We are doing 99 presentations of  the story (I say we because these days its a team effort; Joseph Attenborough has agreed to create the soundtrack, the poster image for the project was created by Dan White and Dan McGarry is doing some presentations for me this summer so that I can have some time with my new family).  The dates are now up on the website so have a nose through and see if we’ll be passing your neck of the woods.

To keep in touch with what we get up to I’ll be using the hashtag #100mphdog on social media between June and October 2017.  I look forward to seeing you this summer!

Gods and Monsters: Approaching Homer’s Odyssey

John Kirk specialises in drama workshops and theatre for young people.A year ago I devised Dracula to coincide with The Summer Reading Challenge (SRC) 2013.  The piece was hugely successful and it has been my pleasure to present it across the rest of the country at schools and events since.  Time waits for no man and a year later I am about to embark upon an even bigger tour with an even bigger challenge: Homer’s Odyssey.

I had originally thought to give SRC 2014 a miss – Private Peaceful was a very demanding and very consuming project and I thought that perhaps I needed some time to reflect.  In February I was booked by Hammersmith and Fulham Libraries for four days of storytelling.  I knew that the obvious choice considering the theme this year is Mythical Mazes, would be Theseus and the Minotaur but I tell this already as part of my traditional storytelling offer to schools.  I briefly considered “The Secret Garden” as an alternative slant on the theme before settling on Homer.

There are many good reasons for children to hear The Odyssey.  It may be 3000 years old but its a really famous and influential story packed with Gods and Monsters.  Be it the Coen Brothers’ Oh Brother!  Where Art Thou? or the test of the Glass Slipper to find true love in Cinderella, shades of The Odyssey are everywhere.  The original is very skilfully written and as the plotlines merge it is clearly much more than an adventure story.  There is a strong message through the narrative about the foolishness of men and the wisdom and fortitude of women.  I have used this blog to talk about the role of strong women in fairy tales before and whilst Odysseus truly is a man of exploits and trials (many of which are brought about by ill judged decisions) loyal Penelope is admirably steadfast and dignified as she waits for his return.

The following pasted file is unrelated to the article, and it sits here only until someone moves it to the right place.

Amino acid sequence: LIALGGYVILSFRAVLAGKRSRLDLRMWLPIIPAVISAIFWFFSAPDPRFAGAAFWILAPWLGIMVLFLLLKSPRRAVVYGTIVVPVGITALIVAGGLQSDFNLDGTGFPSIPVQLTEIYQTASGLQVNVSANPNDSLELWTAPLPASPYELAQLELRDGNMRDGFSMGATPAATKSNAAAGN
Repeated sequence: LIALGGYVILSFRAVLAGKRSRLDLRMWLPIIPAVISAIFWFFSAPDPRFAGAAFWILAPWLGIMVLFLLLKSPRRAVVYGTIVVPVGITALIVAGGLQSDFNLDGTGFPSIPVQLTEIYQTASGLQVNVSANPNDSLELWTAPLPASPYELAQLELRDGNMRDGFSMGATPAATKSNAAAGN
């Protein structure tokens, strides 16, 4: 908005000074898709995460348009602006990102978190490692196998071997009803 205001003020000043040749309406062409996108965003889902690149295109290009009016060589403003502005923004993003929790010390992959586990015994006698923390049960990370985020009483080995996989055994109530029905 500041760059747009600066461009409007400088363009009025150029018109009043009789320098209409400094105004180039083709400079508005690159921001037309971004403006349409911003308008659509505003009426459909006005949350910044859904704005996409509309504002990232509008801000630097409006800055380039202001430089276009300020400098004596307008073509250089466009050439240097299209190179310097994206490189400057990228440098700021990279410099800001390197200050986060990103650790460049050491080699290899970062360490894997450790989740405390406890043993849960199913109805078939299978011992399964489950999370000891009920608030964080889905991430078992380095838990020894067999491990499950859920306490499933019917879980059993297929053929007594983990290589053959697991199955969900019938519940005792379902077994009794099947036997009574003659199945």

John Kirk is a storyteller and drama facilitator specialising in drama workshops and theatre for young people.In recent months I have been doing more and more work around narrative poems.  I have explored Alfred Noyes’ Highwayman, Tennyson and even used narrative poetry as a device for telling the story of The Great Fire of Guilden Morden.  I have been keen to retain the sense of a narrative poem, its language and imagery, in my reinterpretation.  I say reinterpretation because mine will be an adaptation of Homer.  There is no way I could remember twelve and a half thousand lines of poetry but I hope that I offer a flavour of the journey as we follow Odysseus home in just 40 minutes.  My story must also have a sense of progression and therefore cannot afford to linger.  My other big challenge is making the piece accessible to very young audiences.  I want the experience to be fun but its important that the tone is right and any jokes mustn’t cloud the narrative.

John Kirk is a storyteller and drama facilitator specialising in drama workshops and theatre for young people.The result is a series of short stories which in the future I will be able to tell independently or present as a show following Odysseus from Troy back to Penelope.  I’ll be doing my usual array of voices, physical attitudes and helping the audience to identify Gods from the Monsters with suggestions of costume and some more visual setpieces.  (I have already redecorated my Kitchen with tomato juice in a failed attempt to produce a suitably gory effect for the blinding of Polyphemus).

If the preparation is an indicator of the summer to come then it’s going to be epic!

Dates from 9th July 2014 in London Libraries.  Follow link and check local listings for details of presentations.